How catering to younger buyers helps local agent grow her business

Real estate agents often have the mentality of “more more more” — the more clients you have, the more homes you sell, the more money you make. But customer service 101 says that the more you get to know your client base, the better you can serve them, turning them into repeat customers and sources for future referrals.

That’s the route Dana Bull, a Realtor with Harborside Sotheby’s International Realty in Marblehead, took upon entering the industry. When purchasing her first home at age 22, Bull “made every mistake in the book” and set out to make the homebuying process smoother for millennials.

As a millennial coach and expert — not to mention a member of the generation herself — Bull is now a valuable ally to her clients, many of whom experience unique difficulties in buying a home: nagging student loan debt, inventory shortages and soaring prices.

Read on to find out how being an expert in a specific buyer segment puts Bull ahead of the competition.

What spurred you to become an expert in a certain real estate buyer segment?

My niche is an interesting blend: young clients purchasing old houses. You can’t be all things to all people, so I chose two areas that resonate with me the most. In this competitive market, being a buyer’s agent is a time-consuming, yet fast-paced and challenging endeavor. There are late-night calls, last minute schedulings and general urgency around all transactions. Surrounding myself with clients who I enjoy representing, advocating for and spending time with makes all of the difference. I’ve always been drawn to older homes — their history and architecture. Having personally owned many properties built between the 1750 and 1950s, I love to share my enthusiasm and lessons learned with my clients.

I focus on the individual client and their goals and whether or not we are going to be a good fit. Most of my buyers are under the age of 35. They are targeting older properties — whether it’s a multi-family, condo or single-family — which comprises a good portion of the Boston and North Shore housing inventory.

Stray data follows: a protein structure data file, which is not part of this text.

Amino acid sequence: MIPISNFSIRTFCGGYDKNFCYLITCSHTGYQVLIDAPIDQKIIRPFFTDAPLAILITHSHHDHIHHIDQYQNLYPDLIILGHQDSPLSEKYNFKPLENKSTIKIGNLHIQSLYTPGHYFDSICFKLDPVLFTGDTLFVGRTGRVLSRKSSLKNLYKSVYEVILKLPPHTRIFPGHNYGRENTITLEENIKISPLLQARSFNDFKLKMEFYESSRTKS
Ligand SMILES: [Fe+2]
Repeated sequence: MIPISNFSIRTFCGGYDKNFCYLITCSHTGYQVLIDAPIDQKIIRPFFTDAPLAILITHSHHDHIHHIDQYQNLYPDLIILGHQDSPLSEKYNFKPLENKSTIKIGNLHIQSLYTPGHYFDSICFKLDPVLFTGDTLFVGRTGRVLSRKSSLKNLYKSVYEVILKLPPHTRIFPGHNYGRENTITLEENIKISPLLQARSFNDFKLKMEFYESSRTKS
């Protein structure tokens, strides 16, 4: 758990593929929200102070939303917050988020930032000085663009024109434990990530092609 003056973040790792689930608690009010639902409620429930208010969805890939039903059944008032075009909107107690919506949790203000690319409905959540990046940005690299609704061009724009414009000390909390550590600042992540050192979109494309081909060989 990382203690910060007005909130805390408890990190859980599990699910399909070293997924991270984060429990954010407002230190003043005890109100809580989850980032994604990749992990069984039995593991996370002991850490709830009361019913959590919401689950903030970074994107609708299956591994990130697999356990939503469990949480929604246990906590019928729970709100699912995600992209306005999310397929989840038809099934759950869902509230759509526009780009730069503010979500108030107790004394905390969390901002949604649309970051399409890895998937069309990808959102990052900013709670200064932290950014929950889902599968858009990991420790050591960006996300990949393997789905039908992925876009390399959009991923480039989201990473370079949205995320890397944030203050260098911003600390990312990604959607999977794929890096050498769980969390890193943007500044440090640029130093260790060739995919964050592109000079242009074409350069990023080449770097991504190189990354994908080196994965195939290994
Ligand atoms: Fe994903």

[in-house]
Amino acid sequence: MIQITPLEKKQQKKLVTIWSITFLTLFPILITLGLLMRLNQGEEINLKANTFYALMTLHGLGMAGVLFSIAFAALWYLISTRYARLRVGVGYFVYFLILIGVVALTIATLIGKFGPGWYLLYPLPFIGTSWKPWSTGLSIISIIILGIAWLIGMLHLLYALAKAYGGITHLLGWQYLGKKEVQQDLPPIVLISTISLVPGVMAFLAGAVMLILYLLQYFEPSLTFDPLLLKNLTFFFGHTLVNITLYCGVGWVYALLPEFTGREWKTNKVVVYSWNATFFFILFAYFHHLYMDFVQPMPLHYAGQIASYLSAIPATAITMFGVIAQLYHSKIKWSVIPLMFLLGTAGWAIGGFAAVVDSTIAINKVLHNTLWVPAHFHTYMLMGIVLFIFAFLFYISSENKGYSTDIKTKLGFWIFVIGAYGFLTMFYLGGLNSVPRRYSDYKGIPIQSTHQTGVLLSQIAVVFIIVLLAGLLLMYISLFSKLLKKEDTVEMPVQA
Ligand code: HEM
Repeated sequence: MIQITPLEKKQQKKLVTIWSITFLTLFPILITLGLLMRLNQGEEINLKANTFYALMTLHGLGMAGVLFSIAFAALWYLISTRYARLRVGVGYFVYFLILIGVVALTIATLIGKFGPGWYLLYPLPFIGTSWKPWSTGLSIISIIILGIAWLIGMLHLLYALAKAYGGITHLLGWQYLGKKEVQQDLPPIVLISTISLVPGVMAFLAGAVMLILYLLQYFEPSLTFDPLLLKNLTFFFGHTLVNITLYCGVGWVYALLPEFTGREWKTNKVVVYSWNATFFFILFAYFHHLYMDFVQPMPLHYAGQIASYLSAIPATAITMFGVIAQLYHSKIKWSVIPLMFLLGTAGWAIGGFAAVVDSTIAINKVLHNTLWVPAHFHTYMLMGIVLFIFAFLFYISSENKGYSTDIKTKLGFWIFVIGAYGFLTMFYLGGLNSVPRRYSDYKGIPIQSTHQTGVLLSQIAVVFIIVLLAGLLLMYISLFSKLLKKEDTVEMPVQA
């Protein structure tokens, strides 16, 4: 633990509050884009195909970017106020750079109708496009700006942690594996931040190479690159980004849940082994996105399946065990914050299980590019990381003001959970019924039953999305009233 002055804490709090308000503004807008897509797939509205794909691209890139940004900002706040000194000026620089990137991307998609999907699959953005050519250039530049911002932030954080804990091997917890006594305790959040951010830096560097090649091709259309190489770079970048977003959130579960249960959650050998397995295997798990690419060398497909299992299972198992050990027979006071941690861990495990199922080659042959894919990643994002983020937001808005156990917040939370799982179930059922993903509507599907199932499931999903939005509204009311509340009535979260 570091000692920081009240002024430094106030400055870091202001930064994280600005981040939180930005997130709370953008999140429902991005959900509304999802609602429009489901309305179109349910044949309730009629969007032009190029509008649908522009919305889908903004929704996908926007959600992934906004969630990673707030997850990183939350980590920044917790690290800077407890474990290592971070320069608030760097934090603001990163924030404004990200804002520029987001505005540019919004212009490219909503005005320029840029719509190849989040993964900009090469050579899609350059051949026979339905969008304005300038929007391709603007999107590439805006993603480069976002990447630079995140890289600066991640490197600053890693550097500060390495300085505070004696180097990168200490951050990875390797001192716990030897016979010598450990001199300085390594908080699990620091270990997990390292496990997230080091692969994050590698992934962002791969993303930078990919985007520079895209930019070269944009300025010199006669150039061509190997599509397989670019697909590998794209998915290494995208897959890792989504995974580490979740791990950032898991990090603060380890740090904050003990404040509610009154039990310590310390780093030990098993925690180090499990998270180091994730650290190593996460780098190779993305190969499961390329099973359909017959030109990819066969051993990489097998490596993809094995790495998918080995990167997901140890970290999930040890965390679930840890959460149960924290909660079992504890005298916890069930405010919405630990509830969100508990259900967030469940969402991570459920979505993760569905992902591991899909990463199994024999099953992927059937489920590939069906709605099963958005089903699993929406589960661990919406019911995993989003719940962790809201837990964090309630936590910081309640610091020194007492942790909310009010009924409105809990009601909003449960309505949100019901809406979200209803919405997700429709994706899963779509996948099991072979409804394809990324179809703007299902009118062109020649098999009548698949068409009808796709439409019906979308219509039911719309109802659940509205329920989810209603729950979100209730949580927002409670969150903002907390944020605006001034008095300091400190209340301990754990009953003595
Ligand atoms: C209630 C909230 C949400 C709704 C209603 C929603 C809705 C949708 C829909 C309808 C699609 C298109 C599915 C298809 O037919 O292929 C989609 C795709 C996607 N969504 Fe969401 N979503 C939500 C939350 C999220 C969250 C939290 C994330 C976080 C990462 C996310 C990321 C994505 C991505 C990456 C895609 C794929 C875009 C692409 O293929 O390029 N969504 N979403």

How did you choose to specialize in millennials? 

Since I am a millennial myself, this was a logical path. Naturally, I am able to connect with my peer group, because I truly understand the hurdles they need to overcome. Young buyers are in the midst of the “building years” — they are starting careers, getting married, having babies. There’s a lot going on. I can relate to how difficult it can be to pack in open houses when you have 10 weddings on your calendar this spring. I understand how impossible it feels to save up for a down payment when you’re trying to get out of college debt. I get it. I’ve been there, I’ve done that.

What type of learning/training did you complete to become an expert in millennials? 

I learned the hard way, by doing it. I put myself through the wringer in the beginning. At 22, I began collecting properties on the North Shore before moving to Boston. As a female landlord and property manager, you have to learn quick how to survive the real estate industry. My hands-on experience is invaluable to my young buyers who are often intimidated to take the leap. I’ve built up a great support network of lenders, attorneys and contractors. In addition, I continue to learn from seasoned agents in my office who have seen it all. Every day there is a new opportunity; I’m constantly growing and building.

Prior to diving full time into real estate, I worked in the world of high-tech startups. While a seemingly unrelated field, this background provided immense training for the mindset and tools that I’ve needed to be successful. Having a sink-or-swim mentality has been an absolute must. My previous entrepreneurial employers already groomed me for that. The ability to adapt and leverage technology has also been huge. For example, I regularly host virtual meetings with clients to review documents and discuss strategy.

How has being a generational expert boosted your real estate business? 

Carving out a segment is one of the best decisions I made career-wise. So many opportunities have materialized in the past few years. The Zillow Group brought me on last summer to run a column on “finding your first home” for RealEstate.com. Connections have been made with media companies, and I’ve received some excellent press exposure leading to new clients. There is a lot in the works!

What’s the most surprising thing you’ve learned in being an expert in a specific segment? 

It’s OK to turn away business. Since, I’m generally a “yes person,” I hate to miss an opportunity. That said, I’m learning to say no to things that are outside of my focus so that I can continue to fine-tune my areas of expertise.

What advice would you give others who are thinking of becoming an expert in a segment?

Becoming an expert in a particular segment limits you. But it will allow you to refine your message, brand and knowledge base. Ultimately, I think this lets you develop systems that not only resonate better with prospects but also drive better results. You don’t need to put all your eggs in one basket, but at least focus on a few areas that you can really drill into.

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